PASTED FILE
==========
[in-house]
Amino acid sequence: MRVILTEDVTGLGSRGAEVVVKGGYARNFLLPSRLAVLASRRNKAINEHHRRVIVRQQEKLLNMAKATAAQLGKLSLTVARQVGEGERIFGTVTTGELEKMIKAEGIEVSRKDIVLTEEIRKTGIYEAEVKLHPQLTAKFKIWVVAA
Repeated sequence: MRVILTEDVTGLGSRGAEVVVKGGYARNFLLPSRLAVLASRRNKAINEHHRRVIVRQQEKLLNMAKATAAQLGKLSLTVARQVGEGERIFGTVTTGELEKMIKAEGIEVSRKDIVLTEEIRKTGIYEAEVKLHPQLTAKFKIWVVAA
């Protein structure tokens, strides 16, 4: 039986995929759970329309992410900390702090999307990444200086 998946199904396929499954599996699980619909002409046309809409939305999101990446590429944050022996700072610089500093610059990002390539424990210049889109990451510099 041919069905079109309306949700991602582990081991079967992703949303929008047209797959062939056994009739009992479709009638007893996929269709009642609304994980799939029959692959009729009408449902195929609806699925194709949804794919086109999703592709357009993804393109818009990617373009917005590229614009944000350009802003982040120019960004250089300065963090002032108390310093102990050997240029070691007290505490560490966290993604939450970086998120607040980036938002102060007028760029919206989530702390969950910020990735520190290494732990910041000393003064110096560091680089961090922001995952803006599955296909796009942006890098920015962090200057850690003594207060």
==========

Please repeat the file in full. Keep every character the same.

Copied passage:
[in-house]
Amino acid sequence: MRVILTEDVTGLGSRGAEVVVKGGYARNFLLPSRLAVLASRRNKAINEHHRRVIVRQQEKLLNMAKATAAQLGKLSLTVARQVGEGERIFGTVTTGELEKMIKAEGIEVSRKDIVLTEEIRKTGIYEAEVKLHPQLTAKFKIWVVAA
Repeated sequence: MRVILTEDVTGLGSRGAEVVVKGGYARNFLLPSRLAVLASRRNKAINEHHRRVIVRQQEKLLNMAKATAAQLGKLSLTVARQVGEGERIFGTVTTGELEKMIKAEGIEVSRKDIVLTEEIRKTGIYEAEVKLHPQLTAKFKIWVVAA
């Protein structure tokens, strides 16, 4: 039986995929759970329309992410900390702090999307990444200086 998946199904396929499954599996699980619909002409046309809409939305999101990446590429944050022996700072610089500093610059990002390539424990210049889109990451510099 041919069905079109309306949700991602582990081991079967992703949303929008047209797959062939056994009739009992479709009638007893996929269709009642609304994980799939029959692959009729009408449902195929609806699925194709949804794919086109999703592709357009993804393109818009990617373009917005590229614009944000350009802003982040120019960004250089300065963090002032108390310093102990050997240029070691007290505490560490966290993604939450970086998120607040980036938002102060007028760029919206989530702390969950910020990735520190290494732990910041000393003064110096560091680089961090922001995952803006599955296909796009942006890098920015962090200057850690003594207060």